context,
    0,
    &mut output_buffer[..] as *mut [f32] as *mut u8,
    (output_buffer.len() * 4).try_into().unwrap(),
  )
  .unwrap();
}
}

Where the wasi_nn::GRAPH_ENCODING_TENSORFLOWLITE means using the TensorflowLite backend (now use the value 4 instead), and wasi_nn::EXECUTION_TARGET_CPU means running the computation on CPU.

Note: Here we use the wasi-nn 0.1.0 in current. After the TENSORFLOWLITE added into the graph encoding, we'll update this example to use the newer version.

Finally, we sort the output and then print the top-5 classification result:

#![allow(unused)]
fn main() {
let results = sort_results(&output_buffer);
for i in 0..5 {
  println!(
    "   {}.) [{}]({:.4}){}",
    i + 1,
    results[i].0,
    results[i].1,
    imagenet_classes::IMAGENET_CLASSES[results[i].0]
  );
}
}

Run

OpenVINO Backend Example

Please install WasmEdge with the WASI-NN OpenVINO backend plug-in first.

For the example demo of Mobilenet, we need the fixture files:

  • wasmedge-wasinn-example-mobilenet.wasm: the built WASM from rust
  • mobilenet.xml: the model description.
  • mobilenet.bin: the model weights.
  • input.jpg: the input image (224x224 JPEG).

The above Mobilenet artifacts are generated by OpenVINO™ Model Optimizer. Thanks for the amazing jobs done by Andrew Brown, you can find the artifacts and a build.sh which can regenerate the artifacts here.

You can download these files by the following commands:

curl -sLO https://github.com/second-state/WasmEdge-WASINN-examples/raw/master/openvino-mobilenet-image/wasmedge-wasinn-example-mobilenet-image.wasm
curl -sLO https://github.com/intel/openvino-rs/raw/v0.3.3/crates/openvino/tests/fixtures/mobilenet/mobilenet.bin
curl -sLO https://github.com/intel/openvino-rs/raw/v0.3.3/crates/openvino/tests/fixtures/mobilenet/mobilenet.xml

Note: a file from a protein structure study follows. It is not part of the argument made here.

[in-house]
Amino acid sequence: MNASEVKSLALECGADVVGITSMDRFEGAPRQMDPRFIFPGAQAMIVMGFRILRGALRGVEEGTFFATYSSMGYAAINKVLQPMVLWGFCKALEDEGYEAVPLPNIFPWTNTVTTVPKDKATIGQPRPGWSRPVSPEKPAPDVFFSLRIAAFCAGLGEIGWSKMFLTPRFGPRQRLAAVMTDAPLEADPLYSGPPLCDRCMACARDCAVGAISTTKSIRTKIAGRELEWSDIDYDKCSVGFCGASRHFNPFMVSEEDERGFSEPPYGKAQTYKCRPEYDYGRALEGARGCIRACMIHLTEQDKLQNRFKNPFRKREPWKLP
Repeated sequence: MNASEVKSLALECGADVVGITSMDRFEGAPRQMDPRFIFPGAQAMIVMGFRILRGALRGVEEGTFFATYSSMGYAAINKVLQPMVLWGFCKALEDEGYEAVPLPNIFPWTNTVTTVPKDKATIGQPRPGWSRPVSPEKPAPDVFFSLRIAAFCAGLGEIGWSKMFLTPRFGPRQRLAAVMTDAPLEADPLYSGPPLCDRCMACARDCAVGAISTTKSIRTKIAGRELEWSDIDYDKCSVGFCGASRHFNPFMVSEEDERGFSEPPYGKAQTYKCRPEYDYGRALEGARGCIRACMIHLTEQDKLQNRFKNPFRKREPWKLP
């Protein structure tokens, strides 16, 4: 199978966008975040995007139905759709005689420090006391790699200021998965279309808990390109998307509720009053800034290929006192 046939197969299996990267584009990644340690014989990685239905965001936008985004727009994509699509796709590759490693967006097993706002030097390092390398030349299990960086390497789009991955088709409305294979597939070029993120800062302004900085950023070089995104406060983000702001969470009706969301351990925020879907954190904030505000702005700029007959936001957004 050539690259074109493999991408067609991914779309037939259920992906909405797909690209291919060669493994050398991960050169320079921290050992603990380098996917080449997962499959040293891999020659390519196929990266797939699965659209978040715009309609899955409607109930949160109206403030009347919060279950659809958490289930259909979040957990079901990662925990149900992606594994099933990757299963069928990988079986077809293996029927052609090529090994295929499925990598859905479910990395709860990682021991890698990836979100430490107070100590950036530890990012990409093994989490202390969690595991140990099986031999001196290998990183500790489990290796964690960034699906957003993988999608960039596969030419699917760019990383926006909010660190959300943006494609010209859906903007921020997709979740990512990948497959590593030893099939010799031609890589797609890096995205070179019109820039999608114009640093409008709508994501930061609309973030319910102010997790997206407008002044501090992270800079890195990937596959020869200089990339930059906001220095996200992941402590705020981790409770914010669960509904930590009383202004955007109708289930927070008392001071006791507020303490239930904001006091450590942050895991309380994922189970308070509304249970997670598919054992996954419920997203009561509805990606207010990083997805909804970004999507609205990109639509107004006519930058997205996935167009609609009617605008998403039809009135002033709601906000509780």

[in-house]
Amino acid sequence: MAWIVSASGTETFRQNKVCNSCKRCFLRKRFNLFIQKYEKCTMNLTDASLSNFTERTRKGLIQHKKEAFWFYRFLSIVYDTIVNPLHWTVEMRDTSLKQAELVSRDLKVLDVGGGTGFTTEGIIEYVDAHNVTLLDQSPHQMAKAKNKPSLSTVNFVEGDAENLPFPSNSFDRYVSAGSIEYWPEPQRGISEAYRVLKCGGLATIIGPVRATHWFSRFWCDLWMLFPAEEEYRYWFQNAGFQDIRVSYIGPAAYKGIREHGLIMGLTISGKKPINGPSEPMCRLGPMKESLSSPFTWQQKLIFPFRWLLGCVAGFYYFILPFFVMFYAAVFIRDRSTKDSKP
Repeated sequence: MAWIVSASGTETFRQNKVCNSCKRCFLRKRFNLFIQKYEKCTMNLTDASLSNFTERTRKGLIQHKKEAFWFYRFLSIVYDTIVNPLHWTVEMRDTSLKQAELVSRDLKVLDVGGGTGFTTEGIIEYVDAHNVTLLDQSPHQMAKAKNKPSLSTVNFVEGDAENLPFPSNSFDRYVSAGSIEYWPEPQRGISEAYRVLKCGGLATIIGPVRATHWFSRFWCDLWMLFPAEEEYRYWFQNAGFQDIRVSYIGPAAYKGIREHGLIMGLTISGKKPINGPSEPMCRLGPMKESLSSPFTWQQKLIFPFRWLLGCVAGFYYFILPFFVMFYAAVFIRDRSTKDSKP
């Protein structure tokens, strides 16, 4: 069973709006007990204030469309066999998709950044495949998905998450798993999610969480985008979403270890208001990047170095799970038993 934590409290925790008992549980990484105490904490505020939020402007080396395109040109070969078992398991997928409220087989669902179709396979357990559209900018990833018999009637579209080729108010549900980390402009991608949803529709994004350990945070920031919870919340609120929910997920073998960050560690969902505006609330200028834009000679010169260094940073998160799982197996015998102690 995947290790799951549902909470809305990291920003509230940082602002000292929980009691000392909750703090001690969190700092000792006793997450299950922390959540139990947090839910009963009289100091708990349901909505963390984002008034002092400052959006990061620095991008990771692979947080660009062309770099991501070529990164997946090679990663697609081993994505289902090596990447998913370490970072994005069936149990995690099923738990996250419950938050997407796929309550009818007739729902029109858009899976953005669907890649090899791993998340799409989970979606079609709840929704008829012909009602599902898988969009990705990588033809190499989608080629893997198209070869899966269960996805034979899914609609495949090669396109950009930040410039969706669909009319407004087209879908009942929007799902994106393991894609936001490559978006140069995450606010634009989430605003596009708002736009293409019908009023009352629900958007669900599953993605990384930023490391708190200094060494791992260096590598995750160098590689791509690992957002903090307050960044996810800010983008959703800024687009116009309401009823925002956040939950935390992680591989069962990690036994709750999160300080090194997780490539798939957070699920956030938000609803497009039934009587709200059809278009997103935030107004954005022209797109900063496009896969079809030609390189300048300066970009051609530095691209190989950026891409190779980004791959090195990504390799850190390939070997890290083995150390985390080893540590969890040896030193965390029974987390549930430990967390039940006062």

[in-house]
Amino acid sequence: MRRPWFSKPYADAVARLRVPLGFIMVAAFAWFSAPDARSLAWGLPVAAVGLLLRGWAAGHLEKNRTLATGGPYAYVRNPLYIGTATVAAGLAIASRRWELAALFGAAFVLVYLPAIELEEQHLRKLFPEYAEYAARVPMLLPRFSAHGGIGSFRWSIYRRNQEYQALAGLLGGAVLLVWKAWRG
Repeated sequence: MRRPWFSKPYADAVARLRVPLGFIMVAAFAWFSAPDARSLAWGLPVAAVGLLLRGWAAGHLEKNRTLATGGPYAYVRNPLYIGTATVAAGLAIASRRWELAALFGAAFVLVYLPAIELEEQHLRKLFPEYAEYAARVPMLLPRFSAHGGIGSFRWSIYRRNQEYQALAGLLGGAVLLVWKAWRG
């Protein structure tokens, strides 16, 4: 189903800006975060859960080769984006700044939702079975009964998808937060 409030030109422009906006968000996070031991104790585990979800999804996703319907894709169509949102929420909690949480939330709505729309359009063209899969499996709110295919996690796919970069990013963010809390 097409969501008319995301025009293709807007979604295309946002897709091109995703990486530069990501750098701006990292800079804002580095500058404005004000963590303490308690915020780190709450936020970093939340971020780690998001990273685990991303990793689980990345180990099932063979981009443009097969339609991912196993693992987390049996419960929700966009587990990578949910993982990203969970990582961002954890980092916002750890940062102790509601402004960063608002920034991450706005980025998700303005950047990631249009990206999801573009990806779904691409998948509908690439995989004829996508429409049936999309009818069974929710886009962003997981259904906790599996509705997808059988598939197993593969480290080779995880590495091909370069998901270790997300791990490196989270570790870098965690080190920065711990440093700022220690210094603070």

curl -sL -o input.jpg https://github.com/bytecodealliance/wasi-nn/raw/main/rust/examples/images/1.jpg

Then you can use the OpenVINO-enabled WasmEdge which was compiled above to execute the WASM file (in interpreter mode):

wasmedge --dir .:. wasmedge-wasinn-example-mobilenet-image.wasm mobilenet.xml mobilenet.bin input.jpg
# If you didn't install the project, you should give the `WASMEDGE_PLUGIN_PATH` environment variable for specifying the WASI-NN plugin path.

If everything goes well, you should have the terminal output:

Read graph XML, size in bytes: 143525
Read graph weights, size in bytes: 13956476
Loaded graph into wasi-nn with ID: 0
Created wasi-nn execution context with ID: 0
Read input tensor, size in bytes: 602112
Executed graph inference
   1.) [954](0.9789)banana
   2.) [940](0.0074)spaghetti squash
   3.) [951](0.0014)lemon
   4.) [969](0.0005)eggnog
   5.) [942](0.0005)butternut squash

For the AOT mode which is much more quickly, you can compile the WASM first:

wasmedge compile wasmedge-wasinn-example-mobilenet.wasm out.wasm
wasmedge --dir .:. out.wasm mobilenet.xml mobilenet.bin input.jpg

PyTorch Backend Example

Please install WasmEdge with the WASI-NN PyTorch backend plug-in first.

For the example demo of Mobilenet, we need these following files:

  • wasmedge-wasinn-example-mobilenet.wasm: the built WASM from rust
  • mobilenet.pt: the PyTorch Mobilenet model.
  • input.jpg: the input image (224x224 JPEG).

The above Mobilenet PyTorch model is generated by the Python code.

You can download these files by the following commands:

curl -sLO https://github.com/second-state/WasmEdge-WASINN-examples/raw/master/pytorch-mobilenet-image/wasmedge-wasinn-example-mobilenet-image.wasm